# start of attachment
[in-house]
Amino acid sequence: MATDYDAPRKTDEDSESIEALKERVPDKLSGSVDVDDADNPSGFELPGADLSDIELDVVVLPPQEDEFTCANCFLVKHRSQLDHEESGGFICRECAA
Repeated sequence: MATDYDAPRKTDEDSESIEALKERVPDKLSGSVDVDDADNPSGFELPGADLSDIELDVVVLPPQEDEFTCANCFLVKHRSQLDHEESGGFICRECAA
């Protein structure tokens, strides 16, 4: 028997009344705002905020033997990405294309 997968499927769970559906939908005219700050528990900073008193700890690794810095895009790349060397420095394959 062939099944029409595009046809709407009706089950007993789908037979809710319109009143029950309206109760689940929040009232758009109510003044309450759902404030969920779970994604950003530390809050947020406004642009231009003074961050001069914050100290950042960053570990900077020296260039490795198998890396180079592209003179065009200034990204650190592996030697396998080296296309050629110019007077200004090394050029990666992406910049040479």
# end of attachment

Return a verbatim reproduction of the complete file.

[in-house]
Amino acid sequence: MATDYDAPRKTDEDSESIEALKERVPDKLSGSVDVDDADNPSGFELPGADLSDIELDVVVLPPQEDEFTCANCFLVKHRSQLDHEESGGFICRECAA
Repeated sequence: MATDYDAPRKTDEDSESIEALKERVPDKLSGSVDVDDADNPSGFELPGADLSDIELDVVVLPPQEDEFTCANCFLVKHRSQLDHEESGGFICRECAA
């Protein structure tokens, strides 16, 4: 028997009344705002905020033997990405294309 997968499927769970559906939908005219700050528990900073008193700890690794810095895009790349060397420095394959 062939099944029409595009046809709407009706089950007993789908037979809710319109009143029950309206109760689940929040009232758009109510003044309450759902404030969920779970994604950003530390809050947020406004642009231009003074961050001069914050100290950042960053570990900077020296260039490795198998890396180079592209003179065009200034990204650190592996030697396998080296296309050629110019007077200004090394050029990666992406910049040479």